This research explores the possibility for productive, creative and sustainable partnerships between visual arts organisations and the youth sector, using Circuit, a four-year national programme, as a case study.
This research explores the geographies of partnership between galleries and youth organisations, using Circuit, a four-year national programme led by Tate, as the context for a multi-sited ethnography.
Learning departments in galleries and museums frequently work in partnership with external organisations and services, often with the goal of engaging so-called ‘harder to reach’ young people in targeted programmes. Partnership working has also become a central paradigm for the youth sector, as reduced local authority resources and other social and political factors are re-shaping youth work practices. Despite this general strategic turn towards partnership in the public sector, it is widely acknowledged that the development of sustainable, creative and equitable cross-sector alliances can be challenging.
This doctoral study takes advantage of a timely opportunity to investigate collaborative work across the arts and youth sectors. In 2013 Tate launched Circuit, which connects 15–25 year olds to the arts in galleries and museums, working together with the youth and cultural sector. Funded by the Paul Hamlyn Foundation, Circuit seeks to provide opportunities for young people to steer their own learning and create cultural activity across art disciplines. Circuit involves Tate Modern and TateBritain,London; Tate Liverpool; Tate St Ives and partners from the Plus Tate network: firstsite, Colchester, MOSTYN, Llandudno, Nottingham Contemporary, Whitworth Art Gallery, Manchester and Wysing Arts Centre and Kettle’s Yard, Cambridgeshire. This programme presents a unique environment within which to study the motivations for, and approaches to partnership, as well as barriers and complexities facing young people, professionals and organisations.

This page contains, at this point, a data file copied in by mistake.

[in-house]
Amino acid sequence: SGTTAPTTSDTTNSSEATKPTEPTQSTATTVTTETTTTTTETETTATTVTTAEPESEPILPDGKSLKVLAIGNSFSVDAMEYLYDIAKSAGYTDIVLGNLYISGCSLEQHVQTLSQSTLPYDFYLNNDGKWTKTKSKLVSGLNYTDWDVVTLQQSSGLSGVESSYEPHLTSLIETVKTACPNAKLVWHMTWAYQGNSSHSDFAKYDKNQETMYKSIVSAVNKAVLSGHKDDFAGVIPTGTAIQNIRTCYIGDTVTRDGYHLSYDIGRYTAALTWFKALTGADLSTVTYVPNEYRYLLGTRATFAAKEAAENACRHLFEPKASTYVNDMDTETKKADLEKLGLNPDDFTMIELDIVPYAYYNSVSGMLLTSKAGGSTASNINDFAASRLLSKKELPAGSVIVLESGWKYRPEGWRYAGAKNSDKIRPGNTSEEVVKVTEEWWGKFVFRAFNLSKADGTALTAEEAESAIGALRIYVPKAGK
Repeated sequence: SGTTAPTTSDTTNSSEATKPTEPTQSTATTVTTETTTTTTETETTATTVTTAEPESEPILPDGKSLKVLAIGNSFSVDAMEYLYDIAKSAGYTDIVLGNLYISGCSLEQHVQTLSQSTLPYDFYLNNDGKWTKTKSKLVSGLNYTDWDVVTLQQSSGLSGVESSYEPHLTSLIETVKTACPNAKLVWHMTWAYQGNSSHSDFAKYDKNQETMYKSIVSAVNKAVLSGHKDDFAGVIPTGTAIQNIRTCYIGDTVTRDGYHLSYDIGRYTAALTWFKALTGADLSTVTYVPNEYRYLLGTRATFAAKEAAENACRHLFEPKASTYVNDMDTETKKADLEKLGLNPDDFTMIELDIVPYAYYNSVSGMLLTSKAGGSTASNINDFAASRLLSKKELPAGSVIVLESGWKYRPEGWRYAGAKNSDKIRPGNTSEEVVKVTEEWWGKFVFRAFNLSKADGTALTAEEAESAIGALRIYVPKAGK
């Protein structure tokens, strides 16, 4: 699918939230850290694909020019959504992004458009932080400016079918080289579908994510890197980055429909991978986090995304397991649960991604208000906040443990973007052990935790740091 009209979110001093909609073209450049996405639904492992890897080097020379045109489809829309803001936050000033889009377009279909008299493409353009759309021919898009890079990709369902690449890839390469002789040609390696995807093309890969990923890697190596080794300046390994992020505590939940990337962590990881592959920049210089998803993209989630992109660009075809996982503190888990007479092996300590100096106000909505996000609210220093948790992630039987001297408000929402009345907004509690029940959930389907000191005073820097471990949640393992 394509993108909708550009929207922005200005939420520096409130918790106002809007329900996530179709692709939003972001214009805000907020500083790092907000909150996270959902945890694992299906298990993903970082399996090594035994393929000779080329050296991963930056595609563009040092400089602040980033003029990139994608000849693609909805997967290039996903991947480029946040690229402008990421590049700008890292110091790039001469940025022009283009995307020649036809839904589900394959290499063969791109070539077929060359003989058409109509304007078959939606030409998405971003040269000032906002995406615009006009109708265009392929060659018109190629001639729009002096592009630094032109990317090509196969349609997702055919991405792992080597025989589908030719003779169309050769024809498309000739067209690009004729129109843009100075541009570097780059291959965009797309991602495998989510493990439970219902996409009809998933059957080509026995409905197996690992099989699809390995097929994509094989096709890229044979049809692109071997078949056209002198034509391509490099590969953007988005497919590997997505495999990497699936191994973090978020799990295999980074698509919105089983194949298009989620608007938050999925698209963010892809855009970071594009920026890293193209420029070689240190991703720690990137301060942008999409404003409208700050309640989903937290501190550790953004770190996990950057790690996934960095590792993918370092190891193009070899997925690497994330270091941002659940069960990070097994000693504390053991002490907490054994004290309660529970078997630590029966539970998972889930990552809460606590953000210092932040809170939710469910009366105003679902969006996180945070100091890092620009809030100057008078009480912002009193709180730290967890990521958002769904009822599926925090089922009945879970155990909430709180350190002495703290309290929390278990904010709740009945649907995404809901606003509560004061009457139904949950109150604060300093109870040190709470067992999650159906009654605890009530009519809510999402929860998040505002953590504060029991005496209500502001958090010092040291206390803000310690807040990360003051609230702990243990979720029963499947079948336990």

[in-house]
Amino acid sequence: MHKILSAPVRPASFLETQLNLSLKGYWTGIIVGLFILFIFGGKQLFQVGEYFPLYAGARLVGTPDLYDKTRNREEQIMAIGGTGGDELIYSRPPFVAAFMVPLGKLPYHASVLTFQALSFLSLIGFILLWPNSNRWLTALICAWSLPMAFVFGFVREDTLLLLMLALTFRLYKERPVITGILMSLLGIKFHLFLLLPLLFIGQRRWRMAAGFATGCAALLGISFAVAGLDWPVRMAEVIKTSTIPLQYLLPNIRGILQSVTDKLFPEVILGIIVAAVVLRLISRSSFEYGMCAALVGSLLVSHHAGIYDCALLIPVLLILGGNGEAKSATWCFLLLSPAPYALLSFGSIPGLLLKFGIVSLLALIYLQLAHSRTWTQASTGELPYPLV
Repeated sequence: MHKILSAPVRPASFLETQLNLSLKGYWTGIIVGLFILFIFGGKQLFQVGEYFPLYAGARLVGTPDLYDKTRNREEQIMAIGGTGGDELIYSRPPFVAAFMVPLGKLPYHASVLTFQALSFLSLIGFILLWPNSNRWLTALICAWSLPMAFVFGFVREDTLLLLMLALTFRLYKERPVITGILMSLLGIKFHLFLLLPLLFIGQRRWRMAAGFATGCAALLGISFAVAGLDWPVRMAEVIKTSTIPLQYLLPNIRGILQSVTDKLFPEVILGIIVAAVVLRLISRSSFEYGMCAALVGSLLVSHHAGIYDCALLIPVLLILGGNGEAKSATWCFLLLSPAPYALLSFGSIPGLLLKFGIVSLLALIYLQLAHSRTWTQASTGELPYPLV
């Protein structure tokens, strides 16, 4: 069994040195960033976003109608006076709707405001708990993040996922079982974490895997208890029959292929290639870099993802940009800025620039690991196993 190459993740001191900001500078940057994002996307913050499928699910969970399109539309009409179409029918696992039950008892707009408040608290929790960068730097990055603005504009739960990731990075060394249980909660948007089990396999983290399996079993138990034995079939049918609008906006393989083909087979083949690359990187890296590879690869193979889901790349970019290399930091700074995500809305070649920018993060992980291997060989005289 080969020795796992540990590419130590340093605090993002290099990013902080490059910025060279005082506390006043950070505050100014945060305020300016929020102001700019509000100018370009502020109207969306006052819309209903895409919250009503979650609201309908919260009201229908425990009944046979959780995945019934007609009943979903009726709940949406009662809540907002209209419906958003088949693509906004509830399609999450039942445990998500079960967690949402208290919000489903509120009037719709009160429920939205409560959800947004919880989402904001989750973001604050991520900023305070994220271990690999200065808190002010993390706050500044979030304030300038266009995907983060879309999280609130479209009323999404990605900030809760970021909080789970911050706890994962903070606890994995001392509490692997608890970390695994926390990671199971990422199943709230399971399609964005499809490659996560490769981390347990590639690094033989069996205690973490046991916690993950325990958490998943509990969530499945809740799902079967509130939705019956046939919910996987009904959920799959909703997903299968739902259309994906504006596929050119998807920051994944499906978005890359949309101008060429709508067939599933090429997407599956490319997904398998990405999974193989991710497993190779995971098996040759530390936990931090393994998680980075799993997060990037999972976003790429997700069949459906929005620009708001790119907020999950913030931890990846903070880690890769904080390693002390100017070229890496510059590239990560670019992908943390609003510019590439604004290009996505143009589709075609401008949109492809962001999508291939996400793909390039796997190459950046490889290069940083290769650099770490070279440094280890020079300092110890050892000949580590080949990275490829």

AHRC Collaborative Doctoral Award